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    Ok, I’ve been reading and re-reading books and articles all over the internet to try and understand these but just can’t.
    I vaguely understand static methods and properties, It’s so that you can access methods and properties from outside the class without having to class the class and create and object of it. Is that right?

    But then it moves on to abstract and i just get lost. you create an abstract class, that can’t get called as an object but that can have other classes extend of from it. Is that right? And if so what’s the point? You then have to create an abstract method in the class and the ‘children classes’ HAVE to call that method or be called abstract themselves????

    Then interface classes, i might have a better understanding of these once i can get my head around abstract ones. But from the examples I’ve seen interface classes are just filled with abstract methods??

    Can someone please shed some light on this??
    Many Thanks for your time.


    Abstract and Interface classes. Let’s go!

    You’re right about static methods and properties. You don’t have to instantiate the class to get at those methods/properties.

    Abstract and Interface classes are useful if you’re programming in a group setting because they enforce a contract for other users of your class to follow. They are also helpful if you are programming alone but you’re the type who forgets to implement a method here or there.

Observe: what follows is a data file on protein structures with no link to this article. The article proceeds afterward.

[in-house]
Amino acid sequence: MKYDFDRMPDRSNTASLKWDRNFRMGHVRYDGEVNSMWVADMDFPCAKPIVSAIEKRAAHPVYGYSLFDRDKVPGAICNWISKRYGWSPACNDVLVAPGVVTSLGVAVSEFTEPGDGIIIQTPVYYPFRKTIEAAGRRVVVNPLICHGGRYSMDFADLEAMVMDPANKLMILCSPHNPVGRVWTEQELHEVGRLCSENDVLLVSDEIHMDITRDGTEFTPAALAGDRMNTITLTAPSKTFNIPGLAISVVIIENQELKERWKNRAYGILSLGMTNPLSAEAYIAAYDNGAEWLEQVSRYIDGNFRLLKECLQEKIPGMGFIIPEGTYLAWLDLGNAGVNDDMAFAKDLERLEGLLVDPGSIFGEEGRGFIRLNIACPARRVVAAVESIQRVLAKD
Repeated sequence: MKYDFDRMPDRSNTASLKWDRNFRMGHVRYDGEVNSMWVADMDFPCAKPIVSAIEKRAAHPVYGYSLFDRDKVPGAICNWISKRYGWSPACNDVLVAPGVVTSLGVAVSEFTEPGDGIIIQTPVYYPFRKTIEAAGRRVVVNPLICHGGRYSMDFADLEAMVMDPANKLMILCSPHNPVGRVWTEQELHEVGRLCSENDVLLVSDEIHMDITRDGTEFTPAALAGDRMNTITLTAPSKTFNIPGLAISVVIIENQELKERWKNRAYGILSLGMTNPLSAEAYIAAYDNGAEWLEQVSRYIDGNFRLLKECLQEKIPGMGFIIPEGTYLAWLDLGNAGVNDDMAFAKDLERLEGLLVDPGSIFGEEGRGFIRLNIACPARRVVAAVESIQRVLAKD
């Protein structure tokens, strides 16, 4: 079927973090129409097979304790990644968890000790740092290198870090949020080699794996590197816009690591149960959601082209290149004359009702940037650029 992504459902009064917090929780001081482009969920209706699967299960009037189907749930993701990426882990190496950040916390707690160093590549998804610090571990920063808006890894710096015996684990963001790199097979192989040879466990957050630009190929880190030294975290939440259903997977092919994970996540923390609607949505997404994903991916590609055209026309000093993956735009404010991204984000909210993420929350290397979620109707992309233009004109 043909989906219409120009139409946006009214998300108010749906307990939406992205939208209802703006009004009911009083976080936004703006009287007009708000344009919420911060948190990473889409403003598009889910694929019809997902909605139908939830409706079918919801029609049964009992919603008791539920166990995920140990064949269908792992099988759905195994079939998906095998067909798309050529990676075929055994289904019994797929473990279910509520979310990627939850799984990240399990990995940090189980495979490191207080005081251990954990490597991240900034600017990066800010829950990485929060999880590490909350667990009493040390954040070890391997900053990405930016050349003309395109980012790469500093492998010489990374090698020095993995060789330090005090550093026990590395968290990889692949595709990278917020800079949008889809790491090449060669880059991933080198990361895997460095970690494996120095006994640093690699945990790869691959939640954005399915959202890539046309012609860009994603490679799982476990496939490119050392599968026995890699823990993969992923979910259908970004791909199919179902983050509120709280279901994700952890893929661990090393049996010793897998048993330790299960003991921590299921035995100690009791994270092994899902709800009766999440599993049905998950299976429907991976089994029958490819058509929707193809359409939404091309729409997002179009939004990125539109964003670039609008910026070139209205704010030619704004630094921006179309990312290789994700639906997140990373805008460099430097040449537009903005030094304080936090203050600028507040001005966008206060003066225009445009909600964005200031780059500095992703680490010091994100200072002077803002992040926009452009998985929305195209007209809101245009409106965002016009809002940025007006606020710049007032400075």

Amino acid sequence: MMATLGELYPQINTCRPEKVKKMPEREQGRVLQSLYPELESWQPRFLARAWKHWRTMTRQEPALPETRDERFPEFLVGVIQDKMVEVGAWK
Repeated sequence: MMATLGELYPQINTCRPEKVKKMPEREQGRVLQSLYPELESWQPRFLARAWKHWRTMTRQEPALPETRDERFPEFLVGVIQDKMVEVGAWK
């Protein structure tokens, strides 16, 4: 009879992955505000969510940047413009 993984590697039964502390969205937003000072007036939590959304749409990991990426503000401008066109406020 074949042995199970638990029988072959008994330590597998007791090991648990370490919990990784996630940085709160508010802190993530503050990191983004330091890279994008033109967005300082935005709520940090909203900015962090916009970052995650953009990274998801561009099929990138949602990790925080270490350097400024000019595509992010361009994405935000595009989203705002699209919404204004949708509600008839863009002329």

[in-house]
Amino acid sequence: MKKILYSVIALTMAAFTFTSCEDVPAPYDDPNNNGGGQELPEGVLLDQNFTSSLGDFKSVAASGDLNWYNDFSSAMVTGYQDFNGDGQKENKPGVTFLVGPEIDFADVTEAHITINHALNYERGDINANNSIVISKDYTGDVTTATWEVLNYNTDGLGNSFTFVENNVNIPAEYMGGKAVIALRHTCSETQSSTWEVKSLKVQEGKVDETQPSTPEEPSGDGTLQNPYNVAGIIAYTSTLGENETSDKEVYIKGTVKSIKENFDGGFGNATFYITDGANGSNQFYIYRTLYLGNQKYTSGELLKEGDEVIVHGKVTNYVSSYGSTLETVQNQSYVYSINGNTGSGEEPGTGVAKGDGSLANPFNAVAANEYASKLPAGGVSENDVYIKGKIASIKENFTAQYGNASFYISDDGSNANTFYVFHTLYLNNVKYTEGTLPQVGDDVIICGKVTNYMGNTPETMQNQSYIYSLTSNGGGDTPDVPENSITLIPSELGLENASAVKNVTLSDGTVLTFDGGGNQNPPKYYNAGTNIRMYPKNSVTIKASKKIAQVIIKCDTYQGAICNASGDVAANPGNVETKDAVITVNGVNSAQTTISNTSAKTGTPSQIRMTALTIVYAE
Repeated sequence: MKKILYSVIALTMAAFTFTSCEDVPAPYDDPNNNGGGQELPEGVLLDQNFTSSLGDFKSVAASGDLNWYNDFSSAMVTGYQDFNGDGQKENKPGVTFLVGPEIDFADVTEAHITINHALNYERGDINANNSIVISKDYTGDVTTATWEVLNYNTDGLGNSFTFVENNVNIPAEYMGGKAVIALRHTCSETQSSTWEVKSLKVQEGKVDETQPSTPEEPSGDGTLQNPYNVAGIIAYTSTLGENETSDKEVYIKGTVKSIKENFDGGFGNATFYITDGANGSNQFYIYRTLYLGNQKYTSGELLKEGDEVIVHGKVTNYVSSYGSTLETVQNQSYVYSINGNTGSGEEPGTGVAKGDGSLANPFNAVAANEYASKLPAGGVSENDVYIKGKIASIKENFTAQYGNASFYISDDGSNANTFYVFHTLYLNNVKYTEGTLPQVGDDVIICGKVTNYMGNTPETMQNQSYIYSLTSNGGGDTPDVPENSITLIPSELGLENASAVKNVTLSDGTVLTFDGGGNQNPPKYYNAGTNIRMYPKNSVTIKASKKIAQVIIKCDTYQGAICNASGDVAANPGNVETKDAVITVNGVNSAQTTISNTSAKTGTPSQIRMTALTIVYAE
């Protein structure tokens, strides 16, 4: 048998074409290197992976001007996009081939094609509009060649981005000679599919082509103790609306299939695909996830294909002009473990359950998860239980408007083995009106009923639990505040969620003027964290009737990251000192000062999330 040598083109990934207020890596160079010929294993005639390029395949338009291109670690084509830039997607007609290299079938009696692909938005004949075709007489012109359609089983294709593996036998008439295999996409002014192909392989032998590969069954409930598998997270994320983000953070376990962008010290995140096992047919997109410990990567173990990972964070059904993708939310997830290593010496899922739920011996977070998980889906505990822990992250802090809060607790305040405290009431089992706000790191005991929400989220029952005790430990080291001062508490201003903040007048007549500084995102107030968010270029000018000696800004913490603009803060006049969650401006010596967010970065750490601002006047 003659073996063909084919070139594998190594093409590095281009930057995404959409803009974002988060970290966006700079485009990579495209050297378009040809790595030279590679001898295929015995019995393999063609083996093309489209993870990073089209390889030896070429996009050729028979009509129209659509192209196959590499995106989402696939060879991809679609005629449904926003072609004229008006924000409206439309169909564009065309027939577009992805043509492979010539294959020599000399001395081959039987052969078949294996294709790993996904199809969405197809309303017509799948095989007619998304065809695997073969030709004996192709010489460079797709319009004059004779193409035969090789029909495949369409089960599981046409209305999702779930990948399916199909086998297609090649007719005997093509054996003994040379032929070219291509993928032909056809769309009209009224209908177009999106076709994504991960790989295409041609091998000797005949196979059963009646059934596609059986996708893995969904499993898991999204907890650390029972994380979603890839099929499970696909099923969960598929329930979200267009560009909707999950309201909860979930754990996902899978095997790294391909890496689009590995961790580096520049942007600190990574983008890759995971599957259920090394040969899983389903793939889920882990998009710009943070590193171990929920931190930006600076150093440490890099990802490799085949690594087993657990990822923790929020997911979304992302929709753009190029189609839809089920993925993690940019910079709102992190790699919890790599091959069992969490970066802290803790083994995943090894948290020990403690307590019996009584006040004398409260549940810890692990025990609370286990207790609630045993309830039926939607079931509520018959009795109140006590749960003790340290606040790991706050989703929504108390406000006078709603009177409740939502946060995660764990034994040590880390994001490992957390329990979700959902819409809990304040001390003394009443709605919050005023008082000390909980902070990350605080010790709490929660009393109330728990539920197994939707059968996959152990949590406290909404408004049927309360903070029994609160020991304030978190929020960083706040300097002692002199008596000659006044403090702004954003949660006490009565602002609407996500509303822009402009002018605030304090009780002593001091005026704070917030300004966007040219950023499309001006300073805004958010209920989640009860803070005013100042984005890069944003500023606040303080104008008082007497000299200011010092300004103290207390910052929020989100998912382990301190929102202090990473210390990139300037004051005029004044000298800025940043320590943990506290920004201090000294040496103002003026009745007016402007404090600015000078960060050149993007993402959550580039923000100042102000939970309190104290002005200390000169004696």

First, for Abstract classes. Let’s say that you have a base class Watch that you expect other users to extend. Let’s also say that somewhere in your application you depend on the Watch class to have a Tick method, returning the sound the watch makes when it ticks. A Timex class extending the Watch class may return the string ‘click’, while the Rolex class extending Watch may return the string ‘swoosh’. In any case, you, as the class designer, must ensure that that watch ticks in some fashion. So, you mark the class Abstract and you define an abstract method Tick that your users must implement, and Boom, you’re in business.

    So, you see how that works? Now, the users (who you don’t entirely trust) are free to implement your class, but you can control whether or not they will break your application by creating a class lacking the required methods.

    On to Interfaces. These work much in the same way as abstract classes, but they have no concrete methods, only method signatures. These are nice if you’re a major control freak and you want to ensure that your users create classes which implement the methods you want, while still giving them the flexibility to define their own constructors, etc.

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